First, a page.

The debate continues
The overwhelming science so far says that GMOs won't hurt us. However, concerns like the chance that GMOs may cause genetic alterations, allergies, or other life-threatening harm to your health leave a lot of room for more studies.
There could be consequences no one thought to look for, or traits scientists can't test for yet, or worst-case scenarios reviewers hadn't considered.
For his peace of mind, the community of global healthy citizens is eager to see more focused, unambiguous, well-designed studies conducted in unbiased academic settings, free from the influence of politicians and special interest groups.
PS: Hope you've enjoyed the reading of this article. Please share your thoughts on if GMO is safe and do you choose to include it in your diet?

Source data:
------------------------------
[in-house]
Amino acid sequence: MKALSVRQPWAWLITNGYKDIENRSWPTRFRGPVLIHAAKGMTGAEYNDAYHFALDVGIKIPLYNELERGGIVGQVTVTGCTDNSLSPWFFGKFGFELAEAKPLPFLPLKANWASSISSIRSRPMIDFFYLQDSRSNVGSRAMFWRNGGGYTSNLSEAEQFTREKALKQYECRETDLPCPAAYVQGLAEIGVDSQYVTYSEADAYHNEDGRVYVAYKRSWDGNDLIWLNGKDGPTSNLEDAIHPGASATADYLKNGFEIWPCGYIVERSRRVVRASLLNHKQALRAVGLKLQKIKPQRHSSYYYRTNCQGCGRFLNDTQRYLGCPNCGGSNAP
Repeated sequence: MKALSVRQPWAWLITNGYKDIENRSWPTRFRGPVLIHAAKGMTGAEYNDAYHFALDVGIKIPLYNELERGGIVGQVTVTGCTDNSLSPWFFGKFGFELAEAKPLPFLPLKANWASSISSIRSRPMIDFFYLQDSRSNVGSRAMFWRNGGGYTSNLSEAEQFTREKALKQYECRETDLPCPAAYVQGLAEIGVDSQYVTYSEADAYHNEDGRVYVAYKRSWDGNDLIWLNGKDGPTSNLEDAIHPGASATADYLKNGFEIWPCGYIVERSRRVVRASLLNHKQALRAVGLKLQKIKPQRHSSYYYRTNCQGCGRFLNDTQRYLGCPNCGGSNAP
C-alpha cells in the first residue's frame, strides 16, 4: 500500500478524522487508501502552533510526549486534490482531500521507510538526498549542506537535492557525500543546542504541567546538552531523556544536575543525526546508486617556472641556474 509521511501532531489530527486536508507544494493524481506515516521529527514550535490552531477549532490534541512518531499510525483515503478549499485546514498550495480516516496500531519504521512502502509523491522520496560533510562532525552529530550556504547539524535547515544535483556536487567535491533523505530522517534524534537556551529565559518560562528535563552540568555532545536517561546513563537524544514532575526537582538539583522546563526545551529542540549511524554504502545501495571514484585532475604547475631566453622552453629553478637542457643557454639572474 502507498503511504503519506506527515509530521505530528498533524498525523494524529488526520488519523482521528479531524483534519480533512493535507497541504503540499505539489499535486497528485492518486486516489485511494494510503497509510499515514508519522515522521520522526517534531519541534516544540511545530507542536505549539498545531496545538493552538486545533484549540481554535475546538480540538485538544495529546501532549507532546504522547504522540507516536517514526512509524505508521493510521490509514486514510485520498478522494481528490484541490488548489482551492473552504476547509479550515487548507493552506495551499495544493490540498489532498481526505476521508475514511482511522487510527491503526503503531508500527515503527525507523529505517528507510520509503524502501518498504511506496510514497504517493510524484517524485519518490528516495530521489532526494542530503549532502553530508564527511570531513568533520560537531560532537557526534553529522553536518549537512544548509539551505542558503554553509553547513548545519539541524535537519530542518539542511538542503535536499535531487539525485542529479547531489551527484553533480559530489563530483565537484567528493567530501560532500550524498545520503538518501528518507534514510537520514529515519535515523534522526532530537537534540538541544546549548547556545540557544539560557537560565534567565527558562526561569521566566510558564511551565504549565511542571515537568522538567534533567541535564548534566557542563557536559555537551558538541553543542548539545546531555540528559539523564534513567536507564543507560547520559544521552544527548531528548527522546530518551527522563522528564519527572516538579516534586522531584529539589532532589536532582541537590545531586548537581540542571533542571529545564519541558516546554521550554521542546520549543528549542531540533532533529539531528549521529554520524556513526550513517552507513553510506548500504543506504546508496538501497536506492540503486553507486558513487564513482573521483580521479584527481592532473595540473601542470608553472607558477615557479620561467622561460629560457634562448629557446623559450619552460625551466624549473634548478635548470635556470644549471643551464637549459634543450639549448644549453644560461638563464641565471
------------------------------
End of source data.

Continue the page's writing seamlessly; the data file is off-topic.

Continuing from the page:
- “Center for Food Safety | Issues | GE Food Labeling | International Labeling Laws.” Center for Food Safety. N.p., n.d. Web.
- Fernandez-Cornejo, Jorge, and Seth James Wechsler. “USDA ERS – Adoption of Genetically Engineered Crops in the U.S.: Recent Trends in GE Adoption.” USDA ERS – Adoption of Genetically Engineered Crops in the U.S.: Recent Trends in GE Adoption. United States Department of Agriculture, Economic Research Service, 09 July 2015. Web.
- Leader, Jessica. “Monsanto Wins Lawsuit Filed By U.S. Organic Farmers Worried About Seed Contamination.” The Huffington Post. TheHuffingtonPost.com, 10 June 2013. Web.
- Duke, S.O., & Powles, S.B. (2009). “Glyphosate-resistant crops and weeds: Now and in the future.” AgBioForum, 12(3&4), 346-357.
- Kustin, Mary Ellen. “Glyphosate Is Spreading Like a Cancer Across the U.S.” EWG. Environmental Working Group, 07 Apr. 2015. Web.
- Mortensen DA, Egan JF, Maxwell BD, Ryan MR, Smith RG. “Navigating a critical juncture for sustainable weed management.” BioScience. 2012;62(1):75-84.
- “Newsroom.” Agent Orange: Background on Monsanto’s Involvement. N.p., n.d. Web.